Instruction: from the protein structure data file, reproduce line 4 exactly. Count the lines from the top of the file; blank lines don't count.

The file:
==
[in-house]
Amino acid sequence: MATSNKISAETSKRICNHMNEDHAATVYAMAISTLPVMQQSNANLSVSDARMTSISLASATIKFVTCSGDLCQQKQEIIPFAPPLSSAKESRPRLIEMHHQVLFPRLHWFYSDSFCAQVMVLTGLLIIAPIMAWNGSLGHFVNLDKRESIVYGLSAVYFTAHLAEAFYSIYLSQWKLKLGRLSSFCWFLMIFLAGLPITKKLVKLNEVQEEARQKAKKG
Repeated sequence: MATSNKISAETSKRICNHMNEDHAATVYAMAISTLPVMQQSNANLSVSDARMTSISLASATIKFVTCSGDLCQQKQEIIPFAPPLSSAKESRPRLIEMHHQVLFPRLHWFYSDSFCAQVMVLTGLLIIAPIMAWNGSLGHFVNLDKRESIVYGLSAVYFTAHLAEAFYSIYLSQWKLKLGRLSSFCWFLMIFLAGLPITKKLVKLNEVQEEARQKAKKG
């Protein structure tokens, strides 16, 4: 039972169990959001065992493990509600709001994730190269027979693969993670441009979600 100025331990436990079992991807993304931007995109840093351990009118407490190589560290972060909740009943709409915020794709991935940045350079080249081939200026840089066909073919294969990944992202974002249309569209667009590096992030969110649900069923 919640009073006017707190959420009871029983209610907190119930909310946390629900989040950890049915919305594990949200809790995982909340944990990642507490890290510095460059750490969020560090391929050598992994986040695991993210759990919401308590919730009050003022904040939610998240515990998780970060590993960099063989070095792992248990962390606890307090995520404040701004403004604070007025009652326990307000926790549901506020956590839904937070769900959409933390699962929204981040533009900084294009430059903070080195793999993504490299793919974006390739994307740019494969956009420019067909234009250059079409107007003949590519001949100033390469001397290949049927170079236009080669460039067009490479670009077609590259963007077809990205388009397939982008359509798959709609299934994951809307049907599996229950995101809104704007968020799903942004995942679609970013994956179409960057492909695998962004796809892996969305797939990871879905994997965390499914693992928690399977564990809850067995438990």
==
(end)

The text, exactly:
């Protein structure tokens, strides 16, 4: 039972169990959001065992493990509600709001994730190269027979693969993670441009979600 100025331990436990079992991807993304931007995109840093351990009118407490190589560290972060909740009943709409915020794709991935940045350079080249081939200026840089066909073919294969990944992202974002249309569209667009590096992030969110649900069923 919640009073006017707190959420009871029983209610907190119930909310946390629900989040950890049915919305594990949200809790995982909340944990990642507490890290510095460059750490969020560090391929050598992994986040695991993210759990919401308590919730009050003022904040939610998240515990998780970060590993960099063989070095792992248990962390606890307090995520404040701004403004604070007025009652326990307000926790549901506020956590839904937070769900959409933390699962929204981040533009900084294009430059903070080195793999993504490299793919974006390739994307740019494969956009420019067909234009250059079409107007003949590519001949100033390469001397290949049927170079236009080669460039067009490479670009077609590259963007077809990205388009397939982008359509798959709609299934994951809307049907599996229950995101809104704007968020799903942004995942679609970013994956179409960057492909695998962004796809892996969305797939990871879905994997965390499914693992928690399977564990809850067995438990």